Leaving the European Union — [James Gray in the Chair]

Part of the debate – in Westminster Hall at 4:52 pm on 1st April 2019.

Alert me about debates like this

Photo of Catherine McKinnell Catherine McKinnell Labour, Newcastle upon Tyne North 4:52 pm, 1st April 2019

My hon. Friend speaks from the experience that we have shared as members of the Treasury Committee, scrutinising in agonising and often frustrating and concerning detail the economic impact of the Brexit proposals, and in particular the potential ramifications of a no-deal Brexit.

If anyone had told me when I was first elected to Parliament in 2010 that less than a decade later the Government of this country would be pursuing a policy that necessitates the stockpiling of body bags, I would have questioned my own sanity. Yet this is the appalling position that we now find ourselves in, because the Prime Minister has remained resolutely of the belief that refusing to rule out the prospect of a no-deal Brexit, thereby threatening to drive her own country off a cliff, somehow represents a bargaining chip when conducting an international negotiation. That is precisely what she would be doing to so many businesses in my region, with around 60% of our exports currently going to EU countries, leading the North East England Chamber of Commerce to state that its 3,000 members

“have been clear, North East businesses do not want a messy and disorderly exit from the EU.”

They are perplexed that, despite all the evidence, the Government have allowed a no-deal scenario to be seen as a credible Brexit outcome.

Many people will have wanted the UK to leave the EU last Friday, or just as soon as possible, and not because of an arbitrary date set by the Prime Minister, having triggered article 50 when she did, but because they are frankly sick to the back teeth of hearing about this issue, day in, day out. They have had enough of Brexit dominating every single news bulletin, newspaper headline or radio discussion. Understandably, they just want what has turned into a national nightmare to be finally over.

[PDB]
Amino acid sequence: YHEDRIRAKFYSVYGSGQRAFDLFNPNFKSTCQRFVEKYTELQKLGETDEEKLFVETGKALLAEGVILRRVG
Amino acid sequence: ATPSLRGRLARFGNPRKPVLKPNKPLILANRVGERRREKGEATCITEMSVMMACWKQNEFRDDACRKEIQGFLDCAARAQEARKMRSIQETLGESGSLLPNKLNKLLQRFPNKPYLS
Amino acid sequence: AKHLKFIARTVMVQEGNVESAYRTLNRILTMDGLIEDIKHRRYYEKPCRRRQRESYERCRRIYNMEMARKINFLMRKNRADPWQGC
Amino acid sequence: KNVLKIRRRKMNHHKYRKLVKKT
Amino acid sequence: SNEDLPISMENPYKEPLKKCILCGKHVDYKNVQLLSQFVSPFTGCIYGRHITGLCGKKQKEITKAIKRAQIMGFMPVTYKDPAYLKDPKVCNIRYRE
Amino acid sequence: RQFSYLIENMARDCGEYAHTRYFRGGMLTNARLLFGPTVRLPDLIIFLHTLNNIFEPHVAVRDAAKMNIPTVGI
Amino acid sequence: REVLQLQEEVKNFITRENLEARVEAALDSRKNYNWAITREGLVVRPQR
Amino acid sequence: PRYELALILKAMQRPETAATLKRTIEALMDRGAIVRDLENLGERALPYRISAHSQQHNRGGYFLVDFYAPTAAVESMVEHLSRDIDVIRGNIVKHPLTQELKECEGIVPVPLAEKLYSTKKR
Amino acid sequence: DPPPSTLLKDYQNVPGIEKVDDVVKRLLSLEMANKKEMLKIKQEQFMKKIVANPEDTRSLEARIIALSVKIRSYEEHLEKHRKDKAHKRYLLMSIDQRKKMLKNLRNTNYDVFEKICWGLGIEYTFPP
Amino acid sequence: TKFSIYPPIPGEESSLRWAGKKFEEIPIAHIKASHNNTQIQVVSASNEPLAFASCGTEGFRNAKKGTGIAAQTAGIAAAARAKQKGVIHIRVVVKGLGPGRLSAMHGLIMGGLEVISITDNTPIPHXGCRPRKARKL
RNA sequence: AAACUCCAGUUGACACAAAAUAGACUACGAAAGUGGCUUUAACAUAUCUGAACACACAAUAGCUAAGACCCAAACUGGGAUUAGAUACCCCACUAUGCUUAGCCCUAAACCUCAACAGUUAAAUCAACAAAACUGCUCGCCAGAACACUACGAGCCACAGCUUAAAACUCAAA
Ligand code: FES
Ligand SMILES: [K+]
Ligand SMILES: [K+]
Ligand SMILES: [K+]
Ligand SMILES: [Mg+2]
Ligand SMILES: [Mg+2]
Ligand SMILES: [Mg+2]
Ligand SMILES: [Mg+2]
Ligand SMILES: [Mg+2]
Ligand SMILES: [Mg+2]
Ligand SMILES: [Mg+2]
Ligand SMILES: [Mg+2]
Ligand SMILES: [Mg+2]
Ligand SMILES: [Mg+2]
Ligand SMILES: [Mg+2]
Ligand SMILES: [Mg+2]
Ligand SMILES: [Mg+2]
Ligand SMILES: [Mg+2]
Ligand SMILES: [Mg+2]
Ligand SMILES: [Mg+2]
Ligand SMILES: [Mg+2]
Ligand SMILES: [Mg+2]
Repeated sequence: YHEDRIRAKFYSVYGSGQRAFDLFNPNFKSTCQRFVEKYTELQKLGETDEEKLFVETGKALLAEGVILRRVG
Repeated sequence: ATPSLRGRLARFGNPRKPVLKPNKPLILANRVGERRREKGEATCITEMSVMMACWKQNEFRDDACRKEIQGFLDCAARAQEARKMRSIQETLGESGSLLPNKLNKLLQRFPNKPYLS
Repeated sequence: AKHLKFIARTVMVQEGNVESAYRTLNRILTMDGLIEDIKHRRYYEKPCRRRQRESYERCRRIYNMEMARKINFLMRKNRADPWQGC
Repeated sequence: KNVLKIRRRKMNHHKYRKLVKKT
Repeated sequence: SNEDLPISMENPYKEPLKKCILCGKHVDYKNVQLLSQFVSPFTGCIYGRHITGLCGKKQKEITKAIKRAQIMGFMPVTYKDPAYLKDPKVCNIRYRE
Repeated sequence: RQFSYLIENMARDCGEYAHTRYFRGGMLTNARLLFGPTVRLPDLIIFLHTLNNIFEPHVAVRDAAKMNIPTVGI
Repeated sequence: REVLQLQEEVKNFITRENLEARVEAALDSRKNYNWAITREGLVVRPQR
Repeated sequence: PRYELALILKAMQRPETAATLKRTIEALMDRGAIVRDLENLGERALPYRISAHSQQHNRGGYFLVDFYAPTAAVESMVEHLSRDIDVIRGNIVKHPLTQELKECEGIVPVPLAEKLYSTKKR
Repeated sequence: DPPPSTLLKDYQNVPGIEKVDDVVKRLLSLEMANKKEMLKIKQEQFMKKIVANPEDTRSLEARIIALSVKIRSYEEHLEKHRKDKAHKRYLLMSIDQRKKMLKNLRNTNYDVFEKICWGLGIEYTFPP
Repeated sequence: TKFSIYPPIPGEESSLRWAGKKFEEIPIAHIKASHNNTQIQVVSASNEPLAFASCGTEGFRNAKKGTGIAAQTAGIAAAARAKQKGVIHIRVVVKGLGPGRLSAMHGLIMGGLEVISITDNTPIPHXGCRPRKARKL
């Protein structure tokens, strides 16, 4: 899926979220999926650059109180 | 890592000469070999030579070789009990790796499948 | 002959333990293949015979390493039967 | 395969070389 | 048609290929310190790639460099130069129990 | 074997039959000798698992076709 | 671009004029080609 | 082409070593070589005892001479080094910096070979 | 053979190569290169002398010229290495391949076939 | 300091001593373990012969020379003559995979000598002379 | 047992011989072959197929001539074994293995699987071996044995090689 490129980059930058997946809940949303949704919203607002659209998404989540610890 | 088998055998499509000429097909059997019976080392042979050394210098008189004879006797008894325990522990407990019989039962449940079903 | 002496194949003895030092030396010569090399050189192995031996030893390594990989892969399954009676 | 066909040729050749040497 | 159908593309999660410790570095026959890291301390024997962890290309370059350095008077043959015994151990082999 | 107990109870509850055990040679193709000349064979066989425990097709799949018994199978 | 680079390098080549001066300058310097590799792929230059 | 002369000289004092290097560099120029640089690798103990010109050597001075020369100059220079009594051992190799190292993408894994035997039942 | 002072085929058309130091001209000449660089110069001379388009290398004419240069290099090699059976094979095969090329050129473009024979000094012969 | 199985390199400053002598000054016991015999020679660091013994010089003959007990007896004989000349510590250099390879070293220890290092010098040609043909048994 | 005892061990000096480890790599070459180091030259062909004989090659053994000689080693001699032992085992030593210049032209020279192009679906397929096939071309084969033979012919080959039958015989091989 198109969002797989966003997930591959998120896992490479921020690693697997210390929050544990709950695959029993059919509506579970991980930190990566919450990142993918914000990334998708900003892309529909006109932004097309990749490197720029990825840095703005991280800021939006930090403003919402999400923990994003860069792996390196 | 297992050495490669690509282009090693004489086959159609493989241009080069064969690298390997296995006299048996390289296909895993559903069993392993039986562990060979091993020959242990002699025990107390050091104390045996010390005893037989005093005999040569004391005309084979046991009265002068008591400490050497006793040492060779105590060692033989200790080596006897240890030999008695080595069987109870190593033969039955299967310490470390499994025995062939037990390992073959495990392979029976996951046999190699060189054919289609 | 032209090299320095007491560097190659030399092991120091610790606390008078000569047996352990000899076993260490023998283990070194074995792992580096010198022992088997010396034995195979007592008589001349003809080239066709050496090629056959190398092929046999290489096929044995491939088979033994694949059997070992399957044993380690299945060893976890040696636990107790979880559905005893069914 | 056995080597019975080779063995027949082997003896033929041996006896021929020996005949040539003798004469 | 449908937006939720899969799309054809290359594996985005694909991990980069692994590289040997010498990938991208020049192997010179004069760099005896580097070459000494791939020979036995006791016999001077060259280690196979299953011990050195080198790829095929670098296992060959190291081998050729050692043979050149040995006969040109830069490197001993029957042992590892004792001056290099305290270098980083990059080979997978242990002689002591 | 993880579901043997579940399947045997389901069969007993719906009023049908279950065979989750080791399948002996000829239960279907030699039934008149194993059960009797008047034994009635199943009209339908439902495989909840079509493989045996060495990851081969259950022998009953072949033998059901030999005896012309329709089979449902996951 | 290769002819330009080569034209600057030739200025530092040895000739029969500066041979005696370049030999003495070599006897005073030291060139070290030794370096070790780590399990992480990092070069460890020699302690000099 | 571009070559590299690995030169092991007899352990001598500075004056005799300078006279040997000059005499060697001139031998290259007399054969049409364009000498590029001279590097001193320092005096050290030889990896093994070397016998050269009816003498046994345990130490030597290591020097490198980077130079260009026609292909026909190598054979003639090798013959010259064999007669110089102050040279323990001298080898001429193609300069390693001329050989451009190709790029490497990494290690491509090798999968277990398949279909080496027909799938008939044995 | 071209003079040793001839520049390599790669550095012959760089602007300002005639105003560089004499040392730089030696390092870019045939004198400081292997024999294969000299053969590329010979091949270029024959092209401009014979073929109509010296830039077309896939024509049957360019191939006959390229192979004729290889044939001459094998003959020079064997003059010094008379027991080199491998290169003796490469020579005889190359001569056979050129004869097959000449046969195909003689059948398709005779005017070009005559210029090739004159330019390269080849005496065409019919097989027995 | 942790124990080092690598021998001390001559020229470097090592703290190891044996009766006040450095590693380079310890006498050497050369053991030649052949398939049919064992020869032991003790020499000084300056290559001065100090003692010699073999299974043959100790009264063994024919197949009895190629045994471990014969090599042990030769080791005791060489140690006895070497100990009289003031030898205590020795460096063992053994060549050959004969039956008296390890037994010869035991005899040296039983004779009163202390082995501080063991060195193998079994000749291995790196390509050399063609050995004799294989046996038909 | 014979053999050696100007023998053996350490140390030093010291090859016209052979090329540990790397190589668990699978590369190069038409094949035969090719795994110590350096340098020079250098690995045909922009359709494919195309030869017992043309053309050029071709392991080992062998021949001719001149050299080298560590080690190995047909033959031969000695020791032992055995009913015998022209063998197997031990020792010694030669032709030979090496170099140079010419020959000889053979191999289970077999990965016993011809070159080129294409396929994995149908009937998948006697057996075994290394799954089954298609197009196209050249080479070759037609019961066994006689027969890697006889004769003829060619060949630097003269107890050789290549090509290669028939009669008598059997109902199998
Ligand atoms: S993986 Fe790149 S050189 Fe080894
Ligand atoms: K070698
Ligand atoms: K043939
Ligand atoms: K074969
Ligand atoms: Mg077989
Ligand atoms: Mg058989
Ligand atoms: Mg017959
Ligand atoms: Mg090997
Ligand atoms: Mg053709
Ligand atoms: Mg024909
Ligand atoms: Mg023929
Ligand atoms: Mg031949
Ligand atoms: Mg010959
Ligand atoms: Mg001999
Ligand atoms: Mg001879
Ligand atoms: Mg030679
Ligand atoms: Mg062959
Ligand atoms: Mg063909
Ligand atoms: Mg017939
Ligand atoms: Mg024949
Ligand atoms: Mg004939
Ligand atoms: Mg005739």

I, too, am angry. I am angry that we have spent three years not properly focusing on the myriad issues that we know desperately require our attention: climate change, the NHS, public transport, child poverty, food bank use, social care and universal credit. To provide just one example of how all-consuming this exercise in futility has become, it was reported over the weekend that two-thirds of staff at the Department for Environment, Food and Rural Affairs are now working on Brexit, instead of focusing on other crucial issues, such as tackling poor air quality or rising food poverty.

I am equally furious that billions of pounds can be found by the Treasury to prepare for a Brexit scenario that can never happen, while schools in my constituency are making teachers redundant and women across the country born in the 1950s are facing dire financial circumstances.